In order to exclude particularly high and particularly low values from the inventory sampling and thus reduce the risk of the physical inventory, a full inventory is carried out for the border areas. This includes, on the one hand, all physical inventory items without a target quantity and, on the other hand, the 5% most valuable items, which in most warehouses make up approximately 50% of the warehouse. In this way we meet the requirement defined in (IDW, 1981, p. 69): “In general, due to the “warehouse phenomenon”, a full inventory of 3 to 5% of the warehouse items will be sufficient to cover 45 to 50% of the total value of the warehouse collective”.
Each element of a population must have the chance to be selected in a random sample. The way in which elements are selected is determined by mathematical-statistical methods. For the sample size, the mathematical-statistical methods define a minimum with which the desired statement probability is maintained.
The randomness of the sample is also important in this context, since (IDW, 1981, p. 65) “only then can the rules of probability calculation be applied when evaluating the sample information.”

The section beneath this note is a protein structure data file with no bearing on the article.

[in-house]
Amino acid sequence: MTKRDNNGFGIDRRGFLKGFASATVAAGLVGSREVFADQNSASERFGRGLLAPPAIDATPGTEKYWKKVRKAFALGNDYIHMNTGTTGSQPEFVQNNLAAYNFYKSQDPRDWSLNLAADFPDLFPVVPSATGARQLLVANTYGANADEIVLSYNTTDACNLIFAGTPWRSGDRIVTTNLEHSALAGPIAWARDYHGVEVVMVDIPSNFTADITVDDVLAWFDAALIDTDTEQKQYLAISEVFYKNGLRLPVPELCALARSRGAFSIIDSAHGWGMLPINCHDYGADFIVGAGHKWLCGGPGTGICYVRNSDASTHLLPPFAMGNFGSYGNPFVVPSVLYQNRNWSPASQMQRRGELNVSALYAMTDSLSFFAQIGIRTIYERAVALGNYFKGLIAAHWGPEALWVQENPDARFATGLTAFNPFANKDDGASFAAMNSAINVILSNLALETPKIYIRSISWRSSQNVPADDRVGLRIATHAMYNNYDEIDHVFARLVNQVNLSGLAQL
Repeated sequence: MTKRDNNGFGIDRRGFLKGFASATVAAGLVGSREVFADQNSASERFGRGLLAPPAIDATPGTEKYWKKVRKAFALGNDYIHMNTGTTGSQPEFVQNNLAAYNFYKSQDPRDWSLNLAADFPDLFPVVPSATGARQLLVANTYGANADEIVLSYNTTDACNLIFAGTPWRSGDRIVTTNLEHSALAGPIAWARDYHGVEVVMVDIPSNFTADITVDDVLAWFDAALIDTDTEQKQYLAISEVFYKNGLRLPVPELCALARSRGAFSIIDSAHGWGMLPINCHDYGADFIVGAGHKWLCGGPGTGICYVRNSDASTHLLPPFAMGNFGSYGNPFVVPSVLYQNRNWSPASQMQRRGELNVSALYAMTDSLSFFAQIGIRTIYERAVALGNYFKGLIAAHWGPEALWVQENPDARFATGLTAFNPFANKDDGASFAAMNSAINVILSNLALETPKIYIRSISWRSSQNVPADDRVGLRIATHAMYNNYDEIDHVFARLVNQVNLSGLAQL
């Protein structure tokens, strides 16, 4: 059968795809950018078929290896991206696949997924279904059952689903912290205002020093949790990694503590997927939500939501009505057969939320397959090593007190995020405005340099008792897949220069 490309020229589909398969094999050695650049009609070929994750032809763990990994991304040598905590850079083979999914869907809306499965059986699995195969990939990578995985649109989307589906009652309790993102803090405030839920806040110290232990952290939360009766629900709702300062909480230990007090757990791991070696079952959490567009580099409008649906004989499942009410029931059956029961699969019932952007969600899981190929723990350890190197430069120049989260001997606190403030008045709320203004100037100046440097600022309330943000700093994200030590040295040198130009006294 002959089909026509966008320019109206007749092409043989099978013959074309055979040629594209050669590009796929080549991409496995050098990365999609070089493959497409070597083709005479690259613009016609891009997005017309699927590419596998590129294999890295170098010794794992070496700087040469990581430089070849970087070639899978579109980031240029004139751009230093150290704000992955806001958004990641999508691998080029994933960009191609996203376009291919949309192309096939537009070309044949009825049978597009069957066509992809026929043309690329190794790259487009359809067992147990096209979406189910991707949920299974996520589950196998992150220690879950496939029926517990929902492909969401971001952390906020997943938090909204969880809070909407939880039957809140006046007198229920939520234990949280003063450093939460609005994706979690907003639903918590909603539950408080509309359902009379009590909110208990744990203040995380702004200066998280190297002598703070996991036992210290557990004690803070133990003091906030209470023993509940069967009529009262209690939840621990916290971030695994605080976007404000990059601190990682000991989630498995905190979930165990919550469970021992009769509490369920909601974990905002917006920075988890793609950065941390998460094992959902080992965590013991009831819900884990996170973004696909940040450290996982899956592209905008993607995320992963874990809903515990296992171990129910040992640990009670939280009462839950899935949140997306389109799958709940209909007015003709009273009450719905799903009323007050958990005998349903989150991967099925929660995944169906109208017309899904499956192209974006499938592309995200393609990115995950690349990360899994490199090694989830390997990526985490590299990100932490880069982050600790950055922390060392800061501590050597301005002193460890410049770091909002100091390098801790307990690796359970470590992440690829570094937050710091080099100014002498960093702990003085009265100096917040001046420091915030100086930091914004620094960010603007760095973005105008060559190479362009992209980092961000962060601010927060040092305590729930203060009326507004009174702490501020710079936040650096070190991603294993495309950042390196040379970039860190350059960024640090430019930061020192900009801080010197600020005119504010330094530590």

The mathematical-statistical sampling procedures generally assume a theoretical distribution model. The mathematical-statistical statement is then only correct if the underlying distribution model is fulfilled when the inventory is calculated on a sample basis. Therefore, you must check whether the requirements for the procedure used are met both before drawing the sample and after evaluating the sample. A documented structural analysis of the population and the sample can provide valuable information for this purpose. The procedures […] usually require the model of normal distribution ” (IDW, 1981, p. 67)
In (IDW, 1981, p. 65) is given for the drawing of samples:
“A prerequisite for the application of all mathematical sampling procedures is that the individual elements of a sample are randomly selected from the individual elements (storage positions) of a precisely defined population (storage collective) […]. This means that
The selection procedure may be a lottery, random number procedure, systematic selection with random start, final number procedure, etc.”.
So there is the free random selection and the stratified random selection.
With regard to the total value, this must be determined with a confidence level of 95% except for a deviation of 1%.
The Institut der Wirtschaftsprüfer (IDW, 1981, p. 68) describes a number of 100 samples as minimum: “In the mean value estimation, for example, the sample size should generally not be less than 100 sample elements in the case of stratified extrapolation and 250-300 sample elements in the case of bound extrapolation”.